2. Mass Spectrometry-Assisted Tracing of Chemical Changes in Phospholipid Molecular Probes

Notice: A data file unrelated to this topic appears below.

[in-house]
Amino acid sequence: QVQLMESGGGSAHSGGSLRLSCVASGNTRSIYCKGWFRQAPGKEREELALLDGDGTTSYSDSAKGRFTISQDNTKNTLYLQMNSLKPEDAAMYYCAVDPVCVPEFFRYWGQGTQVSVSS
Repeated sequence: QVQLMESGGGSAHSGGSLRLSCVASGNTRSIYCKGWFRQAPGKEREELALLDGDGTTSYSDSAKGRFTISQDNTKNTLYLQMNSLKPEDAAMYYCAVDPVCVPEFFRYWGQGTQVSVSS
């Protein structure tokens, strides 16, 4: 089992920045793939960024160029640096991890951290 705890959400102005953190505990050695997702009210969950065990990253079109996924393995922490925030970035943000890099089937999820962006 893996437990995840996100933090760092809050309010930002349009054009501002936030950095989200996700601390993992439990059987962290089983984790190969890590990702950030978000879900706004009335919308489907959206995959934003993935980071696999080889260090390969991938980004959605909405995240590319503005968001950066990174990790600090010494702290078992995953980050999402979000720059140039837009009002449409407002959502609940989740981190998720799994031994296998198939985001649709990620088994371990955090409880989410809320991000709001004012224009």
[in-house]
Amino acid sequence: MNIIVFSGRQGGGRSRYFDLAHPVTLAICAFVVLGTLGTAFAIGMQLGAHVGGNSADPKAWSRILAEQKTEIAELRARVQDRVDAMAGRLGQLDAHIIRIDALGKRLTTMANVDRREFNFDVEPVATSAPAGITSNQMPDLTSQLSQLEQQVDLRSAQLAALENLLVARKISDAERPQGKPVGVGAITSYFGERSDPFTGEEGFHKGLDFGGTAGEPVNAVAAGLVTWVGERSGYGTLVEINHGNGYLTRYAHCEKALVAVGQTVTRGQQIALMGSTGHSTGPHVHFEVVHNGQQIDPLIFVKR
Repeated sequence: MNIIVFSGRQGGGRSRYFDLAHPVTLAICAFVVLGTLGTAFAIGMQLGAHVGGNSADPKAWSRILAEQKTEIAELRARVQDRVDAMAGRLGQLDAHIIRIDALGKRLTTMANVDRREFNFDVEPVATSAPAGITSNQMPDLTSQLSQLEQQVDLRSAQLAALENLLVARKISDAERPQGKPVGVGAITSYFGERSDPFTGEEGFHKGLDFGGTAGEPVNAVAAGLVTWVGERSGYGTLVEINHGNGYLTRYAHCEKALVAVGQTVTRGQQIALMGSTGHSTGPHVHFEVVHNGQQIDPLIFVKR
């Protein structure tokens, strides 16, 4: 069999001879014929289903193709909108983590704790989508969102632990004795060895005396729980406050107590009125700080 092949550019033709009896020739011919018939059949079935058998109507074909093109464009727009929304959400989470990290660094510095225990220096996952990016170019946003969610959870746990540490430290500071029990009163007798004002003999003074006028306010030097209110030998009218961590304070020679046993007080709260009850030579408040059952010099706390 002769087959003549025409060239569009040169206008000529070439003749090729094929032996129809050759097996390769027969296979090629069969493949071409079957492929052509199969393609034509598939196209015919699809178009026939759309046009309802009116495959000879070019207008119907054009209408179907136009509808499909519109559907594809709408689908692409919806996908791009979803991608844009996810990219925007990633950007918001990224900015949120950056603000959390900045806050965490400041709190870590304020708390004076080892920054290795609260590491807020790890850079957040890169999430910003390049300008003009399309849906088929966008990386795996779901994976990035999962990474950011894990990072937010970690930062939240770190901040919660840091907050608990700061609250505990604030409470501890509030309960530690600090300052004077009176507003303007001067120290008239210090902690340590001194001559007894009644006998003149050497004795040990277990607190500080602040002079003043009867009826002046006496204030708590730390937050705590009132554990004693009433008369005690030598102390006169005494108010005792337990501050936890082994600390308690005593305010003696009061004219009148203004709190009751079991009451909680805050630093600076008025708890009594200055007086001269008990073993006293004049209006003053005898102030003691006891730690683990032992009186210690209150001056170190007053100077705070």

The significance of lipid peroxidation in biological systems has been highlighted in recent years due to the unexpectedly broad biological activity of the peroxidation products, including both harmful and salutary effects [14,15]. Among the biological oxidized phospholipid species, PC-OOH such as 2 occur in mammalian blood at very low concentrations, and they are believed to be deeply involved in aging, physiological disorders and diseases [16-19] including Alzheimer’s disease [20]. Most of the current knowledge on the chemistry and biochemistry of lipid oxidation has relied on simple in vitro models. Under such conditions, the hydroperoxides are very unstable due to the inherent sensitivity of the hydroperoxy group against radical initiators, and their degradation cascades are extremely complex. However, the process of formation of the phospholipid hydroperoxides in vivo as well as their metabolism and physiological significance are not fully understood due to the lack of highly sensitive analytical techniques. Although luminescence detectors can detect the phospholipid hydroperoxides at very low concentration, the products of hydroperoxide degradation are insensitive to this detector. Moreover, while mass spectrometry can detect these products, it usually requires time-consuming multifaceted pretreatments, and the separation of each degradation product in the biological samples. A possible solution to this problem is the use of a synthetic molecular probe for the specific PC-OOH molecule. Thus, we synthesized an unnatural phosphatidylcholine hydroperoxide (PC-OOH/D, 3) that has a deuteriomethyl group in place of one of three methyl groups at the nitrogen atom in the choline moiety. In this molecule, any chemical changes at the polyunsaturated fatty acyl chain may not be affected even if one of the three N-methyl groups in natural PC is replaced by a deuterium group. A strong advantage of this strategy is that even in the presence of complex biological phospholipid mixture, this unnatural phospholipid could be detected with strict selectivity in precursor ion scan mode of collision-induced tandem electrospray ionization mass spectrometry (ESI MS). Scheme 2 shows the principle of the precursor ion scan mode. The molecular probe 3 (250 μg, 320 nm) was mixed with human blood (0.5 ml) from a 22 year old healthy female volunteer, and incubated at 20˚C for 5 min in nitrogen atmosphere. The initial concentration of 3 in the blood was 630 nM. After the incubation period, neutral lipids including triglycerides were extracted from the blood by washing with acetone supplemented with a trace of the anti-oxidant, butylated hydroxytoluene (BHT). BHT prevents further auto-oxidation of hydroperoxy polyunsaturated fatty acyl groups in 3 and those of natural phospholipids in blood during the washing. The total polar phospholipid in the residue was extracted three times with a mixture of CHCl3/CH3OH (1:2) containing a trace of BHT. After removing the solvent under reduced pressure, the residue was dissolved in a mixture of CH3CN/CH3OH/H2O (215:194:16) with 0.1% ammonium acetate and submitted to ESI MS analysis. When we scanned precursor ion scan mode at m/z 187, a signal for 3 was clearly observed at m/z 793.8 (Figure 1(A)), indicating that the deuterated phosphatidylcholine hydroperoxide 3 could be detected even in the presence of a complex mixture of natural lipids in the blood. In addition to the major signal at m/z 793.8, a new signal appeared at m/z 777.8 that was less than 793.8 by 16 mass unit (mu). Since the atomic mass of oxygen is 16, the molecular species of the peak should have C-OH instead of C-OOH. This deoxygenation is well known to occur in vitro in the homolytic cleavage of OOH group affording PC-OH/D3 6 (Scheme 3) [21]. A small signal is found at m/z 775.8 as a shoulder. This value is less than 793.8 by 18 mu indicating that the molecular species is a carbonyl form 7 (Scheme 3) via dehydration of 3. We previously reported that C-OOH was subjected to easy dehydration to afford carbonyl form C=O such as 7 as a major product [22]. On the other hand, the formation of 6 was larger than 7 in the blood in the present study indicating that chemical change of the lipid hydroperoxides in simple model experiments may not fully reflect the fate of these products in complex biological systems. A new signal at m/z 653.8 (Figure 1(A)) that is less than 777.8 by 124 mu